Spin-wave propagation in cubic anisotropic materials

Koji Sekiguchi, Seo Won Lee, Hiroaki Sukegawa, Nana Sato, Se Hyeok Oh, Robert D. McMichael, Kyung Jin Lee

Research output: Contribution to journalArticlepeer-review

22 Citations (Scopus)


The information carrier of modern technologies is the electron charge, whose transport inevitably generates Joule heating. Spin waves, the collective precessional motion of electron spins, do not involve moving charges and thus avoid Joule heating. In this respect, magnonic devices in which the information is carried by spin waves attract interest for low-power computing. However, implementation of magnonic devices for practical use suffers from a low spin-wave signal and on/off ratio. Here, we demonstrate that cubic anisotropic materials can enhance spin-wave signals by improving spin-wave amplitude as well as group velocity and attenuation length. Furthermore, cubic anisotropic materials show an enhanced on/off ratio through a laterally localized edge mode, which closely mimics the gate-controlled conducting channel in traditional field-effect transistors. These attractive features of cubic anisotropic materials will invigorate magnonics research towards wave-based functional devices.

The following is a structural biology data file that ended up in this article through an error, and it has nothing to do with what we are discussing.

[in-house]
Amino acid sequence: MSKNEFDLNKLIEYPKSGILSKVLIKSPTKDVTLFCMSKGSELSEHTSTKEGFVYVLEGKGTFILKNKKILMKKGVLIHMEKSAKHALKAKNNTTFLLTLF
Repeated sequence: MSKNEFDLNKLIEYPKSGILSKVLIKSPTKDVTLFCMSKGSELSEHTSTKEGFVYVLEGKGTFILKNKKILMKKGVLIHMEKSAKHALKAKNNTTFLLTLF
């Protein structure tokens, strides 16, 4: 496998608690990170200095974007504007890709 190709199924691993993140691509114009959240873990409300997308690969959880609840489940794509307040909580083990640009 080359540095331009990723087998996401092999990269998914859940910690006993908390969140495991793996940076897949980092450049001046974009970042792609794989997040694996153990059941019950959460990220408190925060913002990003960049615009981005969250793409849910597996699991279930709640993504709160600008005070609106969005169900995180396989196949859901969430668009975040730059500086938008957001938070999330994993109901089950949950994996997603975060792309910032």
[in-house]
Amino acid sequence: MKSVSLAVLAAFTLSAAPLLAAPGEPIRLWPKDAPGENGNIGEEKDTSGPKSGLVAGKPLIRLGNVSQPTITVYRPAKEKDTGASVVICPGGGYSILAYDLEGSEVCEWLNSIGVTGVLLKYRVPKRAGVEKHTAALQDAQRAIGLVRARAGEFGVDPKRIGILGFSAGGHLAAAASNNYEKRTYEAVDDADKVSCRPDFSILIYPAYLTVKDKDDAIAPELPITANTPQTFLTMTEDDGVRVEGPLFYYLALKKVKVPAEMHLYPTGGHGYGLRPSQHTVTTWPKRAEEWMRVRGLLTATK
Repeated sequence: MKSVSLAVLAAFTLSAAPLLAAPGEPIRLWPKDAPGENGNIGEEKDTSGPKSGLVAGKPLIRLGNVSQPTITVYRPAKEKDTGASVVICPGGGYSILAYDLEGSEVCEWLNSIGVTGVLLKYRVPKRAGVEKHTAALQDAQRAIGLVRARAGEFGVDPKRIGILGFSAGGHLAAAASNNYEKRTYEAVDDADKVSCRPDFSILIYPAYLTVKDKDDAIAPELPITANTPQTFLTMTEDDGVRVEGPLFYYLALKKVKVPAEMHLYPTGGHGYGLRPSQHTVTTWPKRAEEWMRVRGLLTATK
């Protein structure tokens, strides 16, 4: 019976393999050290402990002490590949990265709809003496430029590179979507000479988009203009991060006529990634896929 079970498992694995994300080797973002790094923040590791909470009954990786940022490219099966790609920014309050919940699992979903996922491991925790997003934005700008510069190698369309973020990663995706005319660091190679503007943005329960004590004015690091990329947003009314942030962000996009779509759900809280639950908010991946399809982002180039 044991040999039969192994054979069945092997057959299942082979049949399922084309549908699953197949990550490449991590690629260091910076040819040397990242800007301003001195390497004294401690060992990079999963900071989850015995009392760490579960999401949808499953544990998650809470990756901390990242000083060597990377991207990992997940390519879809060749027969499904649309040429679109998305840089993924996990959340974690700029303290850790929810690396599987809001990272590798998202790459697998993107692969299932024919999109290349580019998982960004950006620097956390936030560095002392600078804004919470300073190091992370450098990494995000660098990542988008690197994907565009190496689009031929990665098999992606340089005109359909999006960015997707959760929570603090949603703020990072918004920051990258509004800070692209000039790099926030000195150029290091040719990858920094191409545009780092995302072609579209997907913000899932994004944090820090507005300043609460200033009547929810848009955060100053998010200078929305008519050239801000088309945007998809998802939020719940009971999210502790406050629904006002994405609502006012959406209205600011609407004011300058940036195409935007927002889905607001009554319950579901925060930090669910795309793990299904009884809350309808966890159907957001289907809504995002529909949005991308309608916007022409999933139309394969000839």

Original languageEnglish
Pages (from-to)e392
JournalNPG Asia Materials
Issue number6
Publication statusPublished - 2017 Jun 1

Bibliographical note

Funding Information:
This work was supported by the Japan Science and Technology Agency, Precursory Research for Embryonic Science and Technology (JST-PRESTO). KS also acknowledges Grants-in-Aid for Scientific Research (25706004, 16K13670, 16H02098) from the Ministry of Education, Culture, Sports, Science and Technology, Japan. KS acknowledges D Chiba and N Ishida for valuable contributions. KJL acknowledges the National Research Foundation of Korea (NRF) grant funded by the Korean government (MSIP) (2015M3D1A1070465, 2017R1A2B2006119) and Korea University Future Research Grant.

Publisher Copyright:
© 2017, The Author(s).

ASJC Scopus subject areas

  • Modelling and Simulation
  • Materials Science(all)
  • Condensed Matter Physics


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